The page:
22nd Street was the terminus of the HLBR between its opening, as a single station extension on November 15, 2003 to the opening of 8th Street on January 31, 2011. The station itself has two side platforms, and when the station was a terminus trains departed from either track, reversing at a crossover north of the station. South of the station the two tracks continue for a bit before switching into one track (that once ended at a bumper block before the 8th Street extension opened). When the station was a terminus trains could be in theory reversed beyond the station but this wasn't normally done. The tail tracks simply used for short-term storage. This single track has now been extended as a single track extension south to 8th Street, but some rush hour trains still continue to originate and terminate here at 22nd Street because of the operational constraints posed by the single tracked.
The station is located on a private ROW in a shopping area of Bayonne. Local streets pass underneath the ROW with very low, ~11 foot clearance tunnels. A freight track is adjacent, running along the east platform of the station and includes a track that is along the HBLR ROW north of the station. The two side platforms each have a single normal HBLR canopy. The northbound track has a full length wall of semi-opaque glass bricks, forming a windscreen between it and the parallel freight track. Etched in these bricks are etched silhouettes of Bayonne's industrial architecture by Kate Dodd. Along this east platform for the bound track glass wall are Doors and Windows of Bayonne by Lisa Kaslow. These consist of actual fiberglass, copper and patina doors models of doors and windows from architectural details of Bayonne. The southbound platform has its own more colorful glass windscreens (although portions of this platform on an embankment have a simple, low fence) Bayonne Time & Tides by J. Kenneth Leap showing the history of Bayonne through photographs and maps. The glass windscreens in the shelters have etchings by Kate Dodd of Bayonne's industrial past.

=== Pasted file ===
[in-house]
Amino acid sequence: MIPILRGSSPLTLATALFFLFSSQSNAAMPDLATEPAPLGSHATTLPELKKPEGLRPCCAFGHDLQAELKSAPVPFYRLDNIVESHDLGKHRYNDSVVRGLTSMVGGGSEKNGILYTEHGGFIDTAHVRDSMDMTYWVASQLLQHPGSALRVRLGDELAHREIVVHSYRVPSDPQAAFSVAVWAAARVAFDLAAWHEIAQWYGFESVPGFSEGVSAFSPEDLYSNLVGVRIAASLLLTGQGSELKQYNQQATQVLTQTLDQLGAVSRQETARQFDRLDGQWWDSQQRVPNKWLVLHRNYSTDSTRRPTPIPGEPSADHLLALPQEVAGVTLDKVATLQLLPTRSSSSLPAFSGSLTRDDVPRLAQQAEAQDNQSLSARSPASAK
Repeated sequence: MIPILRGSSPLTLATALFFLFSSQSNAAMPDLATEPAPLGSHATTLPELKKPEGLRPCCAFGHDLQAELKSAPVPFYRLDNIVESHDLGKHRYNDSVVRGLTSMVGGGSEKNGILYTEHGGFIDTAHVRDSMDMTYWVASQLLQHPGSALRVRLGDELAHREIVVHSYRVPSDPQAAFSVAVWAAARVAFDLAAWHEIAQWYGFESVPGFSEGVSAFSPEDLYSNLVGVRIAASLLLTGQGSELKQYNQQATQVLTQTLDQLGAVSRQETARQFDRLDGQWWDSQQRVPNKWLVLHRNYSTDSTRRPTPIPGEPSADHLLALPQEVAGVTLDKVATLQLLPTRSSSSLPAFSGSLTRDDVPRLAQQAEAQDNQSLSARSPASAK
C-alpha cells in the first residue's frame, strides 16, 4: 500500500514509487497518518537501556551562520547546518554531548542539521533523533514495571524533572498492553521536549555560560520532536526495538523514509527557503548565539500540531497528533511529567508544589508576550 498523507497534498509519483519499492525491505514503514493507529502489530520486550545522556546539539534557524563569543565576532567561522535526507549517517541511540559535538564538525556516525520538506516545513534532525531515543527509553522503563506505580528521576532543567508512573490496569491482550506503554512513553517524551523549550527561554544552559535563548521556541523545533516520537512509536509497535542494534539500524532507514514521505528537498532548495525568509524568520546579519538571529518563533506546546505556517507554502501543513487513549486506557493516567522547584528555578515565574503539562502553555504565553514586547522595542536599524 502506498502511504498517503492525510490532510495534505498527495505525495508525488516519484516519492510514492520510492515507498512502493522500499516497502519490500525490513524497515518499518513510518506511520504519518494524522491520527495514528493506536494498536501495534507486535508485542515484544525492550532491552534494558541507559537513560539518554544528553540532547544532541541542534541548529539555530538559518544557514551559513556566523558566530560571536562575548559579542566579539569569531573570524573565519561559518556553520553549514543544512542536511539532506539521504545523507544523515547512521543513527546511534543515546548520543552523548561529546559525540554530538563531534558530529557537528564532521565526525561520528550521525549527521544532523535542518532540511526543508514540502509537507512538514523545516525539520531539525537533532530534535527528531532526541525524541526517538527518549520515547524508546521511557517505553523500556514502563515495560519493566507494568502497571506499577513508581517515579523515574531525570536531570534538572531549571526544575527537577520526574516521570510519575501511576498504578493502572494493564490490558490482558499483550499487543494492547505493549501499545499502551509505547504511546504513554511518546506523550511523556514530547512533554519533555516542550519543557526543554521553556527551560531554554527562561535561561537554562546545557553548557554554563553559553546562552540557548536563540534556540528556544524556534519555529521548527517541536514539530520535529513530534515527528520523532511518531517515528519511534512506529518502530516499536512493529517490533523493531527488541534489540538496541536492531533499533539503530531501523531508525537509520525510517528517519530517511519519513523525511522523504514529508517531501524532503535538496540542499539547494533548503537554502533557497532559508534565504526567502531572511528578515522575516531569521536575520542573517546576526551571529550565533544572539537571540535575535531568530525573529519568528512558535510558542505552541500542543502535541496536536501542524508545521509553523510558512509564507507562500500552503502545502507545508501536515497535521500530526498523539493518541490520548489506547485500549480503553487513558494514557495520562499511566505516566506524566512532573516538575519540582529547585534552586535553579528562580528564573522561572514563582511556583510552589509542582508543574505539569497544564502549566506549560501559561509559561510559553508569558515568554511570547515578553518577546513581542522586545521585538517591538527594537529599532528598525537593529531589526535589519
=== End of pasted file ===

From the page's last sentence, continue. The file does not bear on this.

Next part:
To leave the station there are pedestrian grade crossings at each end. Both entrances only connect directly to the southbound platform, and have a small canopy with TVMs and validators (making the platforms a fare paid zone) next to the grade crossings. At the northern end of the station a staircase only leads down to the south sidewalk of 22nd Street between Avenue E and Prospect Avenue. The southern end contains the elevator for ADA access (with a brick enclosure) and a staircase down to 21st Street.
Last Updated: 2 December, 2008